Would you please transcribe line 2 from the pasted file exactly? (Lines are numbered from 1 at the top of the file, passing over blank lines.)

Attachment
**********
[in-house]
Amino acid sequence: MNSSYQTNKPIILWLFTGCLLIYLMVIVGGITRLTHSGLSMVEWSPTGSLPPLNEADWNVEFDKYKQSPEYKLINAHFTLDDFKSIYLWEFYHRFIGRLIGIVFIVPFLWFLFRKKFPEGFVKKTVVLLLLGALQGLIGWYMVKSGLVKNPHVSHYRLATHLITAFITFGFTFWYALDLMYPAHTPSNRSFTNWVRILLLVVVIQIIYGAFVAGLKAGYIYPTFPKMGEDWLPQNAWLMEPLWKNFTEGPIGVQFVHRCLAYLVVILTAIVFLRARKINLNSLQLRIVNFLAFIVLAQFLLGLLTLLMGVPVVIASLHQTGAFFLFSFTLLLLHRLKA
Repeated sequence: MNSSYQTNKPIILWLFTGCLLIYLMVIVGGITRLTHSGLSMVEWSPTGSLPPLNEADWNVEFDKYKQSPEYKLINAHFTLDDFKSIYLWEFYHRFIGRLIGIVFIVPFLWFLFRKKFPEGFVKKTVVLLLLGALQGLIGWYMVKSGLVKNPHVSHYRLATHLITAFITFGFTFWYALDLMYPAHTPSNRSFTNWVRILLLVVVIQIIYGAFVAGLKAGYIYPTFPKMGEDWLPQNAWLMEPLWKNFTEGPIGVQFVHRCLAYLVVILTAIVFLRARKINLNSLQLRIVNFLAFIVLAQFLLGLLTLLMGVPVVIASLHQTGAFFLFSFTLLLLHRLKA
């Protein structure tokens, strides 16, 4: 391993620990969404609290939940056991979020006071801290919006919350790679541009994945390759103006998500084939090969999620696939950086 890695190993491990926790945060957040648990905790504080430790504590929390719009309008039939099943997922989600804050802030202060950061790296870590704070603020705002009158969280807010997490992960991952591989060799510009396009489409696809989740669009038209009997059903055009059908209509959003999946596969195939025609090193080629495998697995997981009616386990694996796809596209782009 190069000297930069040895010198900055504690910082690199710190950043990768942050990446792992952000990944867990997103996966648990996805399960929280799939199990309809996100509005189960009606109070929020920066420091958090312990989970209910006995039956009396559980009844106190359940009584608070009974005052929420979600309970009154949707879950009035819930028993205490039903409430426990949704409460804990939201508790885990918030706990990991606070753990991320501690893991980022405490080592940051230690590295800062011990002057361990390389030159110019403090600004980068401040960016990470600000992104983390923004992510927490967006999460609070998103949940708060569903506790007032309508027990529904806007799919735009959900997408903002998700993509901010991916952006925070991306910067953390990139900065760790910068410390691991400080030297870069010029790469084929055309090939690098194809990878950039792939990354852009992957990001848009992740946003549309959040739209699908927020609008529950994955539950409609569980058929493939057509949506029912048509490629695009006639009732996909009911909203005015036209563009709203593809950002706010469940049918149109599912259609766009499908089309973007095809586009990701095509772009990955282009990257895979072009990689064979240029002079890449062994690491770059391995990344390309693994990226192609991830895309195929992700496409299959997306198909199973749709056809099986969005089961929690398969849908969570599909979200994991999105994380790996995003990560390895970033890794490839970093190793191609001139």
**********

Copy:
Amino acid sequence: MNSSYQTNKPIILWLFTGCLLIYLMVIVGGITRLTHSGLSMVEWSPTGSLPPLNEADWNVEFDKYKQSPEYKLINAHFTLDDFKSIYLWEFYHRFIGRLIGIVFIVPFLWFLFRKKFPEGFVKKTVVLLLLGALQGLIGWYMVKSGLVKNPHVSHYRLATHLITAFITFGFTFWYALDLMYPAHTPSNRSFTNWVRILLLVVVIQIIYGAFVAGLKAGYIYPTFPKMGEDWLPQNAWLMEPLWKNFTEGPIGVQFVHRCLAYLVVILTAIVFLRARKINLNSLQLRIVNFLAFIVLAQFLLGLLTLLMGVPVVIASLHQTGAFFLFSFTLLLLHRLKA